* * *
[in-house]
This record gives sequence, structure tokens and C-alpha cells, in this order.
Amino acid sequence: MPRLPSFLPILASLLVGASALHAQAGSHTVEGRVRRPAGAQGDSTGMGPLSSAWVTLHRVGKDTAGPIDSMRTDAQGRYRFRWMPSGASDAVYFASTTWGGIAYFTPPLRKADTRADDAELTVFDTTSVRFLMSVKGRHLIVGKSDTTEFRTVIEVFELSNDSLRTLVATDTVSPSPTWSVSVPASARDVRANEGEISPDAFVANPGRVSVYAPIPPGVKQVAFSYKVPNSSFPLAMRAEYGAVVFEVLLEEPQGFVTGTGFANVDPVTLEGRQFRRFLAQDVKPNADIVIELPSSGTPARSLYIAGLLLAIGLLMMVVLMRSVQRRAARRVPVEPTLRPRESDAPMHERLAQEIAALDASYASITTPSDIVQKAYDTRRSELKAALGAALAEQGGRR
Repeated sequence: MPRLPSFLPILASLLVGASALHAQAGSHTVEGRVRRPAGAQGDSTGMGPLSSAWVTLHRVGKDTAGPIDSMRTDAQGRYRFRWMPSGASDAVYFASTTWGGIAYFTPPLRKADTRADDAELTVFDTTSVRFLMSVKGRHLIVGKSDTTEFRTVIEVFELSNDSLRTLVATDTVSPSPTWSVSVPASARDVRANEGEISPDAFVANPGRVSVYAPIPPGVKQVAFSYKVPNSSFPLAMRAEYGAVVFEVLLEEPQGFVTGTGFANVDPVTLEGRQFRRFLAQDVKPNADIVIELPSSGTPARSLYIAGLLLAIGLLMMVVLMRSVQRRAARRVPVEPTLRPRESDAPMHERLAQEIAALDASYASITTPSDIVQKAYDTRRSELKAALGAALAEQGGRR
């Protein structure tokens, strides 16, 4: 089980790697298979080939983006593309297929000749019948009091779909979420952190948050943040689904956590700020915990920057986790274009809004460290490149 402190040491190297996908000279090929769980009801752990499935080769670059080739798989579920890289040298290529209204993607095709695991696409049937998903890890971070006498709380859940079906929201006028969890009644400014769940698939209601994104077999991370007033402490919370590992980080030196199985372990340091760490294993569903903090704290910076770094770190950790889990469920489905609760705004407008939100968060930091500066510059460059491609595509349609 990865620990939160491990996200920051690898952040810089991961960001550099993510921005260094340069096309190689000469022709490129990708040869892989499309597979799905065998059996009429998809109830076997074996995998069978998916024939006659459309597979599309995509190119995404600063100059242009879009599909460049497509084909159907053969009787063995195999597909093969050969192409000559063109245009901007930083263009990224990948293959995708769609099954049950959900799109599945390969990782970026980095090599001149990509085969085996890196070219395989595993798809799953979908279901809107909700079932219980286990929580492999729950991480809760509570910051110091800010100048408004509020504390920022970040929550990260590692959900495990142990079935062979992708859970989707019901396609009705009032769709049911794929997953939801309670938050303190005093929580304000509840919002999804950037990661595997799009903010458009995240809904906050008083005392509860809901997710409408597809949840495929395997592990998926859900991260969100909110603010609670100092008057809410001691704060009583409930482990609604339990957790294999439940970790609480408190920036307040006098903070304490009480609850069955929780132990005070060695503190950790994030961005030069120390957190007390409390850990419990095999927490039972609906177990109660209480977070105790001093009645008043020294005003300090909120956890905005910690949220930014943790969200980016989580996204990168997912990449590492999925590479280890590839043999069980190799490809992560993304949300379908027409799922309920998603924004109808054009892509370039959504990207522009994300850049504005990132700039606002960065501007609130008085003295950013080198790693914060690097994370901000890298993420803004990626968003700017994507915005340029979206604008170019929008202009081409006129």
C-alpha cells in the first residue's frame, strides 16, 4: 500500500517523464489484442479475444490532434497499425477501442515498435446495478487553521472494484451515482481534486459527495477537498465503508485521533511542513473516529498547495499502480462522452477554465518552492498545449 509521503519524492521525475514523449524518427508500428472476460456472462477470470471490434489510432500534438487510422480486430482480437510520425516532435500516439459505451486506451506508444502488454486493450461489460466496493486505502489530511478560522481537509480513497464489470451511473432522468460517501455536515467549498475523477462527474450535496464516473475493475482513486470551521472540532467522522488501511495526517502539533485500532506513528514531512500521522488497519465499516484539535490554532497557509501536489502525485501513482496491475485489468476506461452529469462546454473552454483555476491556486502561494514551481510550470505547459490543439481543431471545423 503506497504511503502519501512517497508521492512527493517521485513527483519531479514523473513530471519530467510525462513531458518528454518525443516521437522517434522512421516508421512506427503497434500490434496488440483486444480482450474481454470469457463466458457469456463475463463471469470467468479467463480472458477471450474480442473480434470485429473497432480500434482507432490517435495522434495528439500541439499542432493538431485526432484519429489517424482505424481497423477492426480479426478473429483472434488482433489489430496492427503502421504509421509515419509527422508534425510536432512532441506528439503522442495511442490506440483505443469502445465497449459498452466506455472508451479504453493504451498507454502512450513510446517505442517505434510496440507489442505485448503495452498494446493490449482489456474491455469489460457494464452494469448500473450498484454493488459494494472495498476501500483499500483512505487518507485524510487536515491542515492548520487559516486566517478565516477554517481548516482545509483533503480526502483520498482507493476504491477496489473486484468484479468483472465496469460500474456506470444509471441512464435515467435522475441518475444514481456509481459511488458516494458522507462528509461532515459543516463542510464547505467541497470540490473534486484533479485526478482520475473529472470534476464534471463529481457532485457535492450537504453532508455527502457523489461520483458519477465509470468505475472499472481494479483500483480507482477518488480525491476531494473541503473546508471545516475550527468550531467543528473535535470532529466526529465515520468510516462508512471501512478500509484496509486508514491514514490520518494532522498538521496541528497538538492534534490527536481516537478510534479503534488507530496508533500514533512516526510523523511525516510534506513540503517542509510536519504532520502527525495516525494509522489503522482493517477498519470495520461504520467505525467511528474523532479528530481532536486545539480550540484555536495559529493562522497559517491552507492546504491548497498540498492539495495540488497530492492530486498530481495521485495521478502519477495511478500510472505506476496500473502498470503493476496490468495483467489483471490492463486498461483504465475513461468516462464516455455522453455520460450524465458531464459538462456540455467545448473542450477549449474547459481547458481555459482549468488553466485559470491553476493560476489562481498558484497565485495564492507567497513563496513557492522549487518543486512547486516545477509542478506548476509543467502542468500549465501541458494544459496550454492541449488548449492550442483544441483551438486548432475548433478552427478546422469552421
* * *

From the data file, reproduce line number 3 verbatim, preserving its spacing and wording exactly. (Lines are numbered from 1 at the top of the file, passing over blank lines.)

Amino acid sequence: MPRLPSFLPILASLLVGASALHAQAGSHTVEGRVRRPAGAQGDSTGMGPLSSAWVTLHRVGKDTAGPIDSMRTDAQGRYRFRWMPSGASDAVYFASTTWGGIAYFTPPLRKADTRADDAELTVFDTTSVRFLMSVKGRHLIVGKSDTTEFRTVIEVFELSNDSLRTLVATDTVSPSPTWSVSVPASARDVRANEGEISPDAFVANPGRVSVYAPIPPGVKQVAFSYKVPNSSFPLAMRAEYGAVVFEVLLEEPQGFVTGTGFANVDPVTLEGRQFRRFLAQDVKPNADIVIELPSSGTPARSLYIAGLLLAIGLLMMVVLMRSVQRRAARRVPVEPTLRPRESDAPMHERLAQEIAALDASYASITTPSDIVQKAYDTRRSELKAALGAALAEQGGRR